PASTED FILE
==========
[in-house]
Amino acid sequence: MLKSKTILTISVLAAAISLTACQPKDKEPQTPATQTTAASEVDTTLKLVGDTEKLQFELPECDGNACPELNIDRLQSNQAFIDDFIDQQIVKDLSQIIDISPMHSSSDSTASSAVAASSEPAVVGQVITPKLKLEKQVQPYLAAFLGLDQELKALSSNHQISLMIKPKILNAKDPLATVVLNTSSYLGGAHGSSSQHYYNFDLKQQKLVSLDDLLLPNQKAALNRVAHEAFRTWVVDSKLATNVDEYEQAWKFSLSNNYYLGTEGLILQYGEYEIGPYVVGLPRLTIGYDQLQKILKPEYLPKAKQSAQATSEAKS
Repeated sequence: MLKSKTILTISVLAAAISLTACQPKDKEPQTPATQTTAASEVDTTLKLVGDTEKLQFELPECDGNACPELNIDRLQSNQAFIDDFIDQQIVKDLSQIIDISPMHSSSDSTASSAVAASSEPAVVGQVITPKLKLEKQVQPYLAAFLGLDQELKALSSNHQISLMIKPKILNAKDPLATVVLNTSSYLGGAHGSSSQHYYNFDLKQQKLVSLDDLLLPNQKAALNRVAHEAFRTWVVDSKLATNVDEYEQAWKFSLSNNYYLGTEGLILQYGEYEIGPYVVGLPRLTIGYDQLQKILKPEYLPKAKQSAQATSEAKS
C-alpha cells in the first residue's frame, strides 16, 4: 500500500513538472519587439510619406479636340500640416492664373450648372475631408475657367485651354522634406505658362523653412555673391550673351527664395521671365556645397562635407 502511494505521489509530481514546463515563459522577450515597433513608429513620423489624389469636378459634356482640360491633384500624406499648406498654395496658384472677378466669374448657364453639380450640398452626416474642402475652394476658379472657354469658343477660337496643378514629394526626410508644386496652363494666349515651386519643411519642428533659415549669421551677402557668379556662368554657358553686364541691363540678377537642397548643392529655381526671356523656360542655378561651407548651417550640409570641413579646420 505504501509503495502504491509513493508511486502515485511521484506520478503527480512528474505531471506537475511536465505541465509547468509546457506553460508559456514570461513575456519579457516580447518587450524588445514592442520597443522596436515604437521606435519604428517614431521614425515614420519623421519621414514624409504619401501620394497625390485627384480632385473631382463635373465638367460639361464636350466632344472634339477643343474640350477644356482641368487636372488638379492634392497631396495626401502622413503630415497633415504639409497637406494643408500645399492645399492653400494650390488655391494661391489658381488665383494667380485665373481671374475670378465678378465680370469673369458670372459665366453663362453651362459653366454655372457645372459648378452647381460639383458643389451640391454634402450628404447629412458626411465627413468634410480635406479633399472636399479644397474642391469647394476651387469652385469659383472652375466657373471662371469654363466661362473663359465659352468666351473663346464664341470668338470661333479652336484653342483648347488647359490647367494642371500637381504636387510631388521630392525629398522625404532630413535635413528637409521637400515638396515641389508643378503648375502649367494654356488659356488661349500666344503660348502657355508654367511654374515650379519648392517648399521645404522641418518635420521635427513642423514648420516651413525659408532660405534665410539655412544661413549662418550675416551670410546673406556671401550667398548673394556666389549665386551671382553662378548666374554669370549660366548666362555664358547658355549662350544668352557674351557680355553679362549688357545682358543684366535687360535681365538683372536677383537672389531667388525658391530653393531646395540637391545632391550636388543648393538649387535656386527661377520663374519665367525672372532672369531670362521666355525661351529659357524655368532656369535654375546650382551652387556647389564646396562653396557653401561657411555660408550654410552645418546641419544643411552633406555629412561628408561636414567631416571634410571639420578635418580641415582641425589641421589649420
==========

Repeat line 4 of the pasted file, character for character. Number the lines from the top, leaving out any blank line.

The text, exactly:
C-alpha cells in the first residue's frame, strides 16, 4: 500500500513538472519587439510619406479636340500640416492664373450648372475631408475657367485651354522634406505658362523653412555673391550673351527664395521671365556645397562635407 502511494505521489509530481514546463515563459522577450515597433513608429513620423489624389469636378459634356482640360491633384500624406499648406498654395496658384472677378466669374448657364453639380450640398452626416474642402475652394476658379472657354469658343477660337496643378514629394526626410508644386496652363494666349515651386519643411519642428533659415549669421551677402557668379556662368554657358553686364541691363540678377537642397548643392529655381526671356523656360542655378561651407548651417550640409570641413579646420 505504501509503495502504491509513493508511486502515485511521484506520478503527480512528474505531471506537475511536465505541465509547468509546457506553460508559456514570461513575456519579457516580447518587450524588445514592442520597443522596436515604437521606435519604428517614431521614425515614420519623421519621414514624409504619401501620394497625390485627384480632385473631382463635373465638367460639361464636350466632344472634339477643343474640350477644356482641368487636372488638379492634392497631396495626401502622413503630415497633415504639409497637406494643408500645399492645399492653400494650390488655391494661391489658381488665383494667380485665373481671374475670378465678378465680370469673369458670372459665366453663362453651362459653366454655372457645372459648378452647381460639383458643389451640391454634402450628404447629412458626411465627413468634410480635406479633399472636399479644397474642391469647394476651387469652385469659383472652375466657373471662371469654363466661362473663359465659352468666351473663346464664341470668338470661333479652336484653342483648347488647359490647367494642371500637381504636387510631388521630392525629398522625404532630413535635413528637409521637400515638396515641389508643378503648375502649367494654356488659356488661349500666344503660348502657355508654367511654374515650379519648392517648399521645404522641418518635420521635427513642423514648420516651413525659408532660405534665410539655412544661413549662418550675416551670410546673406556671401550667398548673394556666389549665386551671382553662378548666374554669370549660366548666362555664358547658355549662350544668352557674351557680355553679362549688357545682358543684366535687360535681365538683372536677383537672389531667388525658391530653393531646395540637391545632391550636388543648393538649387535656386527661377520663374519665367525672372532672369531670362521666355525661351529659357524655368532656369535654375546650382551652387556647389564646396562653396557653401561657411555660408550654410552645418546641419544643411552633406555629412561628408561636414567631416571634410571639420578635418580641415582641425589641421589649420